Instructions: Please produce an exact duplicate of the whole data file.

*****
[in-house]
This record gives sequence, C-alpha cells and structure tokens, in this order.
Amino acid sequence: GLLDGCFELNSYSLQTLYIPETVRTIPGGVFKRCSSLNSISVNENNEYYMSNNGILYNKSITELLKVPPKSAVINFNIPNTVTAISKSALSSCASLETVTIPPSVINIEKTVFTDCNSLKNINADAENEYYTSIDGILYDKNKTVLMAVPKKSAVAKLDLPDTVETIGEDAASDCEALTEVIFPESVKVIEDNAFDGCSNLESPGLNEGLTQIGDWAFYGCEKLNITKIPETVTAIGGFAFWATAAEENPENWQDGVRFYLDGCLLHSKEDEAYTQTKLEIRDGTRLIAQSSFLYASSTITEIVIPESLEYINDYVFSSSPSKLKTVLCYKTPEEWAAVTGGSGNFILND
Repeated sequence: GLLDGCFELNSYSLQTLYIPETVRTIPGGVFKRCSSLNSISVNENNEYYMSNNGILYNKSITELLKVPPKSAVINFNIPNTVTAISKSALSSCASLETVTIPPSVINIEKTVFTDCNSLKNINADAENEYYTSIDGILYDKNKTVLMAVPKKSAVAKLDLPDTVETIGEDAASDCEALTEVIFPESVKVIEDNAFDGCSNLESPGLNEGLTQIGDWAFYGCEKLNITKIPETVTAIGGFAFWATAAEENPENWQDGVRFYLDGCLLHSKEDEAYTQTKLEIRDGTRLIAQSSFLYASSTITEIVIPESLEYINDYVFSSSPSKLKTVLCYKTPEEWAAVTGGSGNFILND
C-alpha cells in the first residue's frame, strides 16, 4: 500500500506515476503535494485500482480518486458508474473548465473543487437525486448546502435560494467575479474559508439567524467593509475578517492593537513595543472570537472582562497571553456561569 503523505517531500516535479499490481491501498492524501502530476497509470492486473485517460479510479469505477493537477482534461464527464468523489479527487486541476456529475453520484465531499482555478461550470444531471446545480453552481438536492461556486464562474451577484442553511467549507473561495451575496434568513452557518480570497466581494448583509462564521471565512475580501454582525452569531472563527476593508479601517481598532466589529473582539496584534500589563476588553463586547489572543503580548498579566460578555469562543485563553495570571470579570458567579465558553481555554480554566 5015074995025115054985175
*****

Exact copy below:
[in-house]
This record gives sequence, C-alpha cells and structure tokens, in this order.
Amino acid sequence: GLLDGCFELNSYSLQTLYIPETVRTIPGGVFKRCSSLNSISVNENNEYYMSNNGILYNKSITELLKVPPKSAVINFNIPNTVTAISKSALSSCASLETVTIPPSVINIEKTVFTDCNSLKNINADAENEYYTSIDGILYDKNKTVLMAVPKKSAVAKLDLPDTVETIGEDAASDCEALTEVIFPESVKVIEDNAFDGCSNLESPGLNEGLTQIGDWAFYGCEKLNITKIPETVTAIGGFAFWATAAEENPENWQDGVRFYLDGCLLHSKEDEAYTQTKLEIRDGTRLIAQSSFLYASSTITEIVIPESLEYINDYVFSSSPSKLKTVLCYKTPEEWAAVTGGSGNFILND
Repeated sequence: GLLDGCFELNSYSLQTLYIPETVRTIPGGVFKRCSSLNSISVNENNEYYMSNNGILYNKSITELLKVPPKSAVINFNIPNTVTAISKSALSSCASLETVTIPPSVINIEKTVFTDCNSLKNINADAENEYYTSIDGILYDKNKTVLMAVPKKSAVAKLDLPDTVETIGEDAASDCEALTEVIFPESVKVIEDNAFDGCSNLESPGLNEGLTQIGDWAFYGCEKLNITKIPETVTAIGGFAFWATAAEENPENWQDGVRFYLDGCLLHSKEDEAYTQTKLEIRDGTRLIAQSSFLYASSTITEIVIPESLEYINDYVFSSSPSKLKTVLCYKTPEEWAAVTGGSGNFILND
C-alpha cells in the first residue's frame, strides 16, 4: 500500500506515476503535494485500482480518486458508474473548465473543487437525486448546502435560494467575479474559508439567524467593509475578517492593537513595543472570537472582562497571553456561569 503523505517531500516535479499490481491501498492524501502530476497509470492486473485517460479510479469505477493537477482534461464527464468523489479527487486541476456529475453520484465531499482555478461550470444531471446545480453552481438536492461556486464562474451577484442553511467549507473561495451575496434568513452557518480570497466581494448583509462564521471565512475580501454582525452569531472563527476593508479601517481598532466589529473582539496584534500589563476588553463586547489572543503580548498579566460578555469562543485563553495570571470579570458567579465558553481555554480554566 5015074995025115054985175